An over–under or over/under (O/U) bet is a wager in which a sportsbook will predict a number for a statistic in a given game (usually the combined score of the two teams), and bettors wager that the actual number in the game will be either higher or lower than that number.[2][3] For example, in Super Bowl XXXIX, most Las Vegas casinos set the over–under for the score of the game at 46.0. A bettor could wager that the combined score of the two teams would be either more than or less than that number. Since the combined score of that game was 45, anyone who had bet on "under" won.

Moly Shu 2:06 AM  

Agree 100% with @AliasZ. MFAS, TKOD etc. is the kind of stuff that @Rex usually blows a gasket over. What gives? The long answers were above average, but the crud was beyond cruddy. Now to go find out what ETSY is.

Dean 2:17 AM  

As one who lived in the UK for over a decade, I'm calling foul. Show me one pub that has Scotch eggs on the menu board. You find Scotch eggs in bakeries and supermarket deli counters, not pubs. And they're a finger-food snack eaten cold -- hardly anybody's idea of a "dish."

As for "deep-fried pub dish" ... in Britain, that doesn't exactly narrow it down.

John Child 2:32 AM  

I'm with Rex today. I agree about the technical quibbles - SONG and song, HOUR and HR. TSKS and TKOS are unfortunate fill. But I was having fun, and none of that mattered. It was challenging, There were, as Rex says, plenty of rabbit holes, but none very deep. And finding the longer answers was rewarding over and over. Thumbs up from me.

chefwen 2:57 AM  

Loved it, had a little hitch in the NW. 1 and 15A were slow in coming, but they finally appeared.
I love Scotch Eggs and have seen them in many pubs, here and abroad.

A real workout here, I will blame my two hour lunch with my friend. Not much good will come of that except a lot of laughs and a little gossip, always a good time.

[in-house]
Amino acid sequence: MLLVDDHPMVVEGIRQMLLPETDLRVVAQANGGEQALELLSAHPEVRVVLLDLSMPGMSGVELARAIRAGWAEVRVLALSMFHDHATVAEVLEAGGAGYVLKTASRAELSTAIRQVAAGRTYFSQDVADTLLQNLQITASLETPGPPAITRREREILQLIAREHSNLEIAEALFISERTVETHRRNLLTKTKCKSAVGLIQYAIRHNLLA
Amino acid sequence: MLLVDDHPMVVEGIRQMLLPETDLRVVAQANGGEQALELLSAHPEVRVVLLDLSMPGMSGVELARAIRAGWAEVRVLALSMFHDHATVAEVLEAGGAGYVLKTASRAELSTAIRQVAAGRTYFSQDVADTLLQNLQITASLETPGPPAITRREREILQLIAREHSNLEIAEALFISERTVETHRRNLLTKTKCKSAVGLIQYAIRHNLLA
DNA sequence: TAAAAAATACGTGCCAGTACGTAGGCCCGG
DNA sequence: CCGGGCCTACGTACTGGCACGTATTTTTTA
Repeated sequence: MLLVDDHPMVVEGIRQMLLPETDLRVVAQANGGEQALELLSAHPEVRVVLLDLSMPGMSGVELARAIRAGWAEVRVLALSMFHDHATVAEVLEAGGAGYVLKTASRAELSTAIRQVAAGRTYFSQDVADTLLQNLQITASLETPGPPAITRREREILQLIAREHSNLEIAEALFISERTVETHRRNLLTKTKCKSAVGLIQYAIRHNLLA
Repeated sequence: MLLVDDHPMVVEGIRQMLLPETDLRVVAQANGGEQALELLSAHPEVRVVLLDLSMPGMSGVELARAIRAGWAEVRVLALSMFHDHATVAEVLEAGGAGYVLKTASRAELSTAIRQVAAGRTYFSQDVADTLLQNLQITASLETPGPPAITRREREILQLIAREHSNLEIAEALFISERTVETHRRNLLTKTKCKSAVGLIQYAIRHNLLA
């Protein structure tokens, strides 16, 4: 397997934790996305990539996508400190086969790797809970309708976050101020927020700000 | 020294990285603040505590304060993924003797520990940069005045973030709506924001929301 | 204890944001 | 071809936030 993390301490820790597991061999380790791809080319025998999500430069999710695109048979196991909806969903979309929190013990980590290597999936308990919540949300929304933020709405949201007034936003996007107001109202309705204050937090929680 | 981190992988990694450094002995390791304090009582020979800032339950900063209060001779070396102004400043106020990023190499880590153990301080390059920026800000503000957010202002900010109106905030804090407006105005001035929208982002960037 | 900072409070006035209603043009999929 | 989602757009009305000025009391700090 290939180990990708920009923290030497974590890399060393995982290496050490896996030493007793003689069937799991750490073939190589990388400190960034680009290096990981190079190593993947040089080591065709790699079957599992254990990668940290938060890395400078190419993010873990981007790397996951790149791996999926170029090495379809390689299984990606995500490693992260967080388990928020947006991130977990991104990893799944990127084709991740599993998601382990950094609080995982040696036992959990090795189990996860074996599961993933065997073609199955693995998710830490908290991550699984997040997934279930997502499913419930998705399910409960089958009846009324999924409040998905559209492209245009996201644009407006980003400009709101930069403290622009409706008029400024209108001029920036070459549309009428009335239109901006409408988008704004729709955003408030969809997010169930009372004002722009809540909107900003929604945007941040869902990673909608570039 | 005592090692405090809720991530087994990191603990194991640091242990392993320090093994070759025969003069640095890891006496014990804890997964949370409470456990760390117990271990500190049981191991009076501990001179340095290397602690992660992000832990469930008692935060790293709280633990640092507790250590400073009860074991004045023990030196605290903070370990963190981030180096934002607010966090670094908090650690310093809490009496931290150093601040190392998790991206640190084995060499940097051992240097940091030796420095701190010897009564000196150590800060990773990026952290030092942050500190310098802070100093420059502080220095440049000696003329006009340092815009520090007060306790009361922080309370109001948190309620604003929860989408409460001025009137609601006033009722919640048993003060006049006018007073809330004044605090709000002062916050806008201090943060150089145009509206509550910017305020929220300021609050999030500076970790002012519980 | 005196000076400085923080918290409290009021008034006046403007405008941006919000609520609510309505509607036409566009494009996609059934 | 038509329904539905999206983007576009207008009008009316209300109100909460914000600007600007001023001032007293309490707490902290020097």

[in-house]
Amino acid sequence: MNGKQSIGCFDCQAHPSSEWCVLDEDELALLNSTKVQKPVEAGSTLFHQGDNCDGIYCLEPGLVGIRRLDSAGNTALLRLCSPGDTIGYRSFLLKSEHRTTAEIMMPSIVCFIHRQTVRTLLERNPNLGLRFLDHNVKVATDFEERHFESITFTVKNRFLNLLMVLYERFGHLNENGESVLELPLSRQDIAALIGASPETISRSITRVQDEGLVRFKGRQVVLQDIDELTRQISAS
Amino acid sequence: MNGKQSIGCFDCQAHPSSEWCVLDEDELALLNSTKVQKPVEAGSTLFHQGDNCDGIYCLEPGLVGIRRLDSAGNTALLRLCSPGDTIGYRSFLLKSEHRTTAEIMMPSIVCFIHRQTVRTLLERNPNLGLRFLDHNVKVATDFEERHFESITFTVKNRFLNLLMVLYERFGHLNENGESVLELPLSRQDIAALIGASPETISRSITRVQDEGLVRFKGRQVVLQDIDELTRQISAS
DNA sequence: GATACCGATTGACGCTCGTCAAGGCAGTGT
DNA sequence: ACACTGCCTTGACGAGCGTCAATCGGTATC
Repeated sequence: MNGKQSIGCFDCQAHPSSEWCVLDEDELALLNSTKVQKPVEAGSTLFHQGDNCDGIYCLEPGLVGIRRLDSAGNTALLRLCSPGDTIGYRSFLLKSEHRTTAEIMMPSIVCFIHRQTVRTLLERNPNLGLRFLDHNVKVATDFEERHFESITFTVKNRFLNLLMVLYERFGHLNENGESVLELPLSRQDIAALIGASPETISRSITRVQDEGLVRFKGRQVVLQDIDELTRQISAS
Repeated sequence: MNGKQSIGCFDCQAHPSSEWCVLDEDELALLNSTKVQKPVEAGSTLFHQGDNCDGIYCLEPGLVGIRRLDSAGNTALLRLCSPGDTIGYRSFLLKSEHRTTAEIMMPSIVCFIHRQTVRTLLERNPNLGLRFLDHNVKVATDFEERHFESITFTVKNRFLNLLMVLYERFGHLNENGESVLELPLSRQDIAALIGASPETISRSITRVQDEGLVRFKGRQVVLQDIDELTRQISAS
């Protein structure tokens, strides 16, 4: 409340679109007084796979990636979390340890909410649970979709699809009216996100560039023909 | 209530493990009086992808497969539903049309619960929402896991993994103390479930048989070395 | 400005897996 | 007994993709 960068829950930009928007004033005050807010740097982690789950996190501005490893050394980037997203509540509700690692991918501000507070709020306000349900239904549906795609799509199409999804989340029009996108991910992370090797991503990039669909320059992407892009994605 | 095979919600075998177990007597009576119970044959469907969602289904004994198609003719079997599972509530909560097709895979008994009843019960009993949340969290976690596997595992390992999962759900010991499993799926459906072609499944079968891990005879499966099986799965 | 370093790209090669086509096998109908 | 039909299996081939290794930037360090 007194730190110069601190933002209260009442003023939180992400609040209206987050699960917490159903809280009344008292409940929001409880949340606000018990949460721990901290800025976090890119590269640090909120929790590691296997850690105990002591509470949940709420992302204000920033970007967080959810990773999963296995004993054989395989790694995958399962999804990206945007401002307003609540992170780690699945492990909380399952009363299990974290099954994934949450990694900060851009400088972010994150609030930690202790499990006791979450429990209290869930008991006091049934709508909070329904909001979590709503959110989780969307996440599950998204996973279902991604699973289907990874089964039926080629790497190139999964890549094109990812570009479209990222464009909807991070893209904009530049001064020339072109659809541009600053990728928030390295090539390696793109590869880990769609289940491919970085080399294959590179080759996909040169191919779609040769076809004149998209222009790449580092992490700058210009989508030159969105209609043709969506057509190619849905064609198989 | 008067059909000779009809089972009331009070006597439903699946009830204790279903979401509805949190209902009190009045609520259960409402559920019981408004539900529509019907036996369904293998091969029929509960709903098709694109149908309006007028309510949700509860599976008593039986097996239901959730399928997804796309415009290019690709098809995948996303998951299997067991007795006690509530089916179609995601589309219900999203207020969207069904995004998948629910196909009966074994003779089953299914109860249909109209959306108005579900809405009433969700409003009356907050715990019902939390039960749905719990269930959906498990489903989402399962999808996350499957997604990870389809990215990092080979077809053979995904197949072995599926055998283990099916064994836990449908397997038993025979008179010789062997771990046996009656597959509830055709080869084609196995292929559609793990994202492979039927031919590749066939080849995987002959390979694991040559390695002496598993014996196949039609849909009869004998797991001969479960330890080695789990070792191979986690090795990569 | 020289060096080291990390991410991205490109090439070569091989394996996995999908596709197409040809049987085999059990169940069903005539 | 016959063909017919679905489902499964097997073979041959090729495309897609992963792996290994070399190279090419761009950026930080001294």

Super Sunday coming up.

Queen Gertrude 3:07 AM  

AliasZ doth had a DNF, methinks

Anonymous 4:00 AM

Carola 4:04 AM  

I thought it was a fine Saturday puzzle. Tough for me, and enjoyable to grapple with. I generally made slow but steady progress except where the grid fought back in the STEM x TOX x CODA area; I also had to RENU my entries EcOLi and OlSON.

I liked the combination of YEAH I'M SURE and YOU LIE and the lively array of compound words: HATCHET JOB, ESKIMO KISS, SCOTCH EGG, CLOWN CAR, ROCK GARDEN, SCENE SHOP, EXIT LANES, FREECLIMB, SANDPAPERS (and, okay, the less lively MAN-HOUR).

Anonymous 4:11 AM  

Bonde Do Role - 'Office Boy' (2007) - YouTube

Loren Muse Smith 6:22 AM  
This comment has been removed by the author.
Loren Muse Smith 6:37 AM  

I guess this is the second Saturday in a row I wasn't able to finish. Like Rex et al, I had "Mercer" and "scarfs" in addition to "odds" (for OVER) and THE "Cars." And I don't think I would *ever* have gotten SCENE crossing STEM.

I loved the clue for OINK, and it was actually one of my earliest entries.

@Carola – at least MAN HOUR is livelier than our recent MAN YEAR.

Among my other goofs:

"field" for FLOOD
"mast" for PROW. Dumb
"poem" for NOEL
"Erkel" for TAKEI, but I didn't write it in. Just kept considering it
Clue redirects –

"you might move over for them on the highway" – CLOWN CARs. Well, wouldn't you give them a pretty wide berth?
"what fruit bats can carry" – JUICE and few crackers if it's gonna be a long trip.

All in all, a fine puzzle. Just too hard for me. Have a great long weekend!

May we all move over to the EXIT LANES in our EGO TRIPS of life. Actually I'm carried bodily every day by my students. OOF.

mathguy 6:44 AM  

LERNER was a gimme for me, I've read his delightful autobiography. Its first line is "My daddy was rich and my ma was good lookin'" His father was the owner of Lerner's, a successful chain of department stores at the time. His mother was his father's glamorous second wife. I think that the line is from a Broadway musical and I just tried to remember which one. Dr. Google wasn't able to supply the answer.